I guess I will be a frequent contributor to this section.
Once I was anchored off the inland side of Fraser Island which is the largest sand island in the world (I think) off the Queensland
coast in Oz. The island used to be logged but is now world heritage listed. It was blowing strongly offshore
and you felt the gusts if you were not in the lee of the tall sand dunes. The water
dropped rapidly away to over 30 metres within 50 metres of the flat sand beach that formed a narrow strip between the inland waterway, the Great Sandy Strait and the sand dunes.
After a few attempts I had managed to set my 55 lb Delta
(my cat is only 33 ft long, but I consider it insurance). The sun was setting and we had settled down for dinner when the whole boat made a huge shudder and I heard a bang. Not wanting to break rule
#102 (always investigate the source of any funny
noises, though this noise
was far from funny) I went on deck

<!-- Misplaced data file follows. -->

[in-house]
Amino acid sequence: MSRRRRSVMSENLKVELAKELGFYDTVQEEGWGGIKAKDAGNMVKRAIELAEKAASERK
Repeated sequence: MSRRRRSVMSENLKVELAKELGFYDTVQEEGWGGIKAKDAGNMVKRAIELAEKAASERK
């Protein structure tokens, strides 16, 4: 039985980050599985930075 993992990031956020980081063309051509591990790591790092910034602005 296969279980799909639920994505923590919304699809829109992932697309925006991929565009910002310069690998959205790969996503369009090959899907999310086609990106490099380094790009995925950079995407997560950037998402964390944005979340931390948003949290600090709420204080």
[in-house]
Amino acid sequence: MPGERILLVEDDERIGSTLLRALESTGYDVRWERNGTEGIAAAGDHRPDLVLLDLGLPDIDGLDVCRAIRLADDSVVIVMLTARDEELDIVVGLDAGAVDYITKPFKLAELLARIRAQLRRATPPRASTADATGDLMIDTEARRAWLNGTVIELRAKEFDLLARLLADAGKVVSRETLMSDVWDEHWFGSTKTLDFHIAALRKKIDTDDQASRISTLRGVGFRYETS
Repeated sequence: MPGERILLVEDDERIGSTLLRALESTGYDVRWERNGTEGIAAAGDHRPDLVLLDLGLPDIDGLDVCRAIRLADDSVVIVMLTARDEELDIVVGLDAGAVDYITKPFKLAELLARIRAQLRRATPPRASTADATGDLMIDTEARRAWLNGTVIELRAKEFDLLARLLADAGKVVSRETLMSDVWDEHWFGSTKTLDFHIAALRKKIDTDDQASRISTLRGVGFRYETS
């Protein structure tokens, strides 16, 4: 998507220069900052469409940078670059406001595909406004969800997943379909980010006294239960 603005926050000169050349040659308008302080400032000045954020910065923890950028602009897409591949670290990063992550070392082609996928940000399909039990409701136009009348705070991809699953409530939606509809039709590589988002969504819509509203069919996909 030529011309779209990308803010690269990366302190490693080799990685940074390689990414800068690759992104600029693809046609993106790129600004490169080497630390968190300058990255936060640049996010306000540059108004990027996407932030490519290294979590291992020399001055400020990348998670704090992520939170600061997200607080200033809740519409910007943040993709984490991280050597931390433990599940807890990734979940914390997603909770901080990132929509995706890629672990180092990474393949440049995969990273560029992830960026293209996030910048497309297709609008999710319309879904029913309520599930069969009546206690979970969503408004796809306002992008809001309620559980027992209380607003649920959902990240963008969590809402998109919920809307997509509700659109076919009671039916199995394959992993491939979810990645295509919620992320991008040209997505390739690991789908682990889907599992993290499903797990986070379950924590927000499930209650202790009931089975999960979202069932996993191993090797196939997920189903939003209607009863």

and looked around. It was a bit windier and we seemed a little further from the beach than I remembered but nothing else seemed amiss. I decided to check our GOPS position. When I turned on the instruments I doscovered that instead of being in 2 metres of water
we were now in 30! I had put out 20 metres of chain and when I looked the chain was dead straight down and straining against a heavyload as the wind
increased from offshore
. The anchor
had dropped straight off the edge of the shallows and the boat had drifted until it suddenly snagged some piece of machinery below. We had anchored off an old derlict timber cutters wharf and some discarded item had caught us.
I started the engines and attempted to pull up the anchor
. It was stuck fast. I got the wife to let out another 20 metres of chain then powered into it after securing the chain on the samson
post to take the strain off the winch
. She stood back and grimaced as with an almighty bang the chain took up. With a huge amount of luck we had dislodged the fouled anchor. There was a nasty ding on the Delta
but it came up.
Old wharves = a fouled bottom.